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Research in international settings
- Guidance Contact:
IU Human Research Protection Program (HRPP)
The IRB reviews a number of research studies that take place in an international (non-U.S.) setting. Research conducted outside of the U.S. can pose some unique risks, specifically concerning the political, cultural, or economic conditions of the research site.
Before making travel arrangements, investigators should review the Overseas Study travel policies regarding countries under travel warnings at the Countries Under Travel Warnings page.
When evaluating risk, different considerations may apply to research conducted outside the US Specifically:
- research methods that have virtually no risk in the US might have risk when conducted in other countries;
- questions that may be innocuous in the US could be offensive in other countries;
- breach of confidentiality could have much more dangerous consequences than in the U.S.; and/or
- assuring and maintaining confidentiality in foreign countries may be difficult.
If not already knowledgeable, researchers must become knowledgeable in local context issues that are relevant to the specific research. Specifically, researchers may need to:
- consult with community leaders and stake holders who may be able to provide important insights about the local research context, including information about local customs, norms, and laws
- communicate and coordinate with local IRBs or ethics groups as well as work with their U.S. IRB
- provide approval documentation for the research received by the PI from the local IRB or ethics group, as applicably defined by the specific community in which the research will be taking place. Examples of acceptable documentation include: local IRB or ethics group approval documents, letters from community leaders and stakeholders, etc.
- develop local collaborative relationships to assist in the approval, design, and conduct of the research
- identify and communicate with a local contact who is fluent in the local language.
Consideration should be given to the most appropriate method of obtaining informed consent, including literacy levels, confidentiality concerns, and cultural norms. Different cultures have different authority structures for approval and consent. Researchers should be aware of and honor different cultural attitudes regarding consent. These attitudes may include differences with regard to autonomy and coercion (e.g., what we might consider to be coercive in the US may not be so in a different culture and vice versa).
In some cases, verbal consent (combined with a waiver of documentation of written consent) may be more appropriate because signing a consent document would put participants at greater risk. In some cases, even when a consent document is appropriate, it may not be appropriate to include some of the required information in the document. For example, email addresses or phone numbers in consent documents may not be realistic or feasible in a foreign country.
Consent is best obtained using the language that is most familiar to the prospective subject. Ideally the researcher or research team is fluent in the local language. If not, the investigator might seek collaborators or hire assistants who are fluent in the local language. A third option is to hire interpreters.
When hiring interpreters, the following elements should be considered:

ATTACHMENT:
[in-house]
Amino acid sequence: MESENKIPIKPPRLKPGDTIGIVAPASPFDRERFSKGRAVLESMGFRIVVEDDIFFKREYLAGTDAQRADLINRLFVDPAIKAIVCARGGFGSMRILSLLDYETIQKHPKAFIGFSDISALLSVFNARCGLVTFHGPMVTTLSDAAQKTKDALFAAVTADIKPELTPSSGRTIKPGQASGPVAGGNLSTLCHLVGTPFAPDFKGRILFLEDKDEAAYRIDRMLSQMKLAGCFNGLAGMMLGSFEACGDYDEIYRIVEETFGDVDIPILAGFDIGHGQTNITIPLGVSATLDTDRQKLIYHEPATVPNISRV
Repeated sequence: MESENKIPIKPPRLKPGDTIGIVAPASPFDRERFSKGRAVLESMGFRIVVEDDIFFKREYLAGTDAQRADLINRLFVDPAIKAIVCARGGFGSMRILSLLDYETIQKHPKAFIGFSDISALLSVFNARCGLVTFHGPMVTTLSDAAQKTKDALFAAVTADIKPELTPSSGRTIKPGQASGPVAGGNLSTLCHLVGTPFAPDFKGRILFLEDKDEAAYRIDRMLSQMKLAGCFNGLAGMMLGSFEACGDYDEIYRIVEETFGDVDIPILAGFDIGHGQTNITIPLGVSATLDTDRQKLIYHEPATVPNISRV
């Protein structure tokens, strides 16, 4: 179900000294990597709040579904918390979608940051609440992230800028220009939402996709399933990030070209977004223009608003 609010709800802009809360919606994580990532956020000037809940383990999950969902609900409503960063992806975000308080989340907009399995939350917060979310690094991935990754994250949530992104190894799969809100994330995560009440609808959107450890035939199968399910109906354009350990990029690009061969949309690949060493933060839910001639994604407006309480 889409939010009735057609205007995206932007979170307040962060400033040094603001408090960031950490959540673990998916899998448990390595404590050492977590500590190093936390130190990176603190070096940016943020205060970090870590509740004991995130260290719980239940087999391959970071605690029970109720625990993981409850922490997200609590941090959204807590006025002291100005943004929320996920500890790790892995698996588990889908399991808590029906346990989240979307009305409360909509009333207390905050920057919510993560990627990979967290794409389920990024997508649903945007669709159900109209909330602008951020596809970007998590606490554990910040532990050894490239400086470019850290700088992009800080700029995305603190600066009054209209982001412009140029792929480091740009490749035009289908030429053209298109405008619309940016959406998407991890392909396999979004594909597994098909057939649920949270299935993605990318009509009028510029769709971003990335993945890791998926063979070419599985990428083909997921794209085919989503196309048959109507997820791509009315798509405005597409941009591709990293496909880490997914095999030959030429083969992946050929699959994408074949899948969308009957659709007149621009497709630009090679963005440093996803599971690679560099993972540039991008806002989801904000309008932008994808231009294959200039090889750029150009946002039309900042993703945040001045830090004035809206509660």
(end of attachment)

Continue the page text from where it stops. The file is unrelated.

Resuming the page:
- In a small population, the relationship between the interpreter and the subjects must be considered.
- The interpreter might exert influence or undue pressure that could lead to selection bias.
- The interpreter may not relay information in a clear and unbiased manner (e.g., he/she may leave out information they believe is unpleasant or culturally inappropriate).
- In addition to the initial consent process, fluent researchers or interpreters should be available to answer questions, address complaints, or relay instructions throughout the conduct of the study.
- Some languages are not written and sometimes people speak a language but may not be able to read or write it.
- There may not be any translations of important words like ‘placebo’ or ‘randomization’.
- It may be culturally inappropriate to ask for a signature and may indicate a lack of trust.
- It may be appropriate to use alternative consent procedures, such as the use of a short form and witness, photos or videos, or other alternate forms of documentation.
Children may have different statuses in foreign countries than in the US. Questions that may need to be considered are:
- What is the age of majority?
- What is the relationship between parents and their children in that country?
- What is an acceptable and effective parental permission process?
- What is an acceptable and effective child assent process and are there laws pertaining to orphans in that country?
Through consultation with experts, the IRB must ensure that the risk assessment holds true at the foreign site. Thus, knowledge of local context is important even in research that may be exempt. Even in exempt research, informed consent, parental permission, or child assent may still be ethically appropriate and/or required under local law. The researcher should include information in the research submission to address the local community ethical standards where the study will be conducted. This information should include details regarding local review (as applicable) and the investigator's experience with the locality.
To assist researchers who are conducting human subjects research in a foreign country, the IRB requires that the Transnational Research form in Kuali Protocols be completed. This allows the researcher to consider and detail relevant political, social, cultural, and economic norms or issues and gives the IRB a sense of how knowledgeable the researcher is about the region where the research will take place.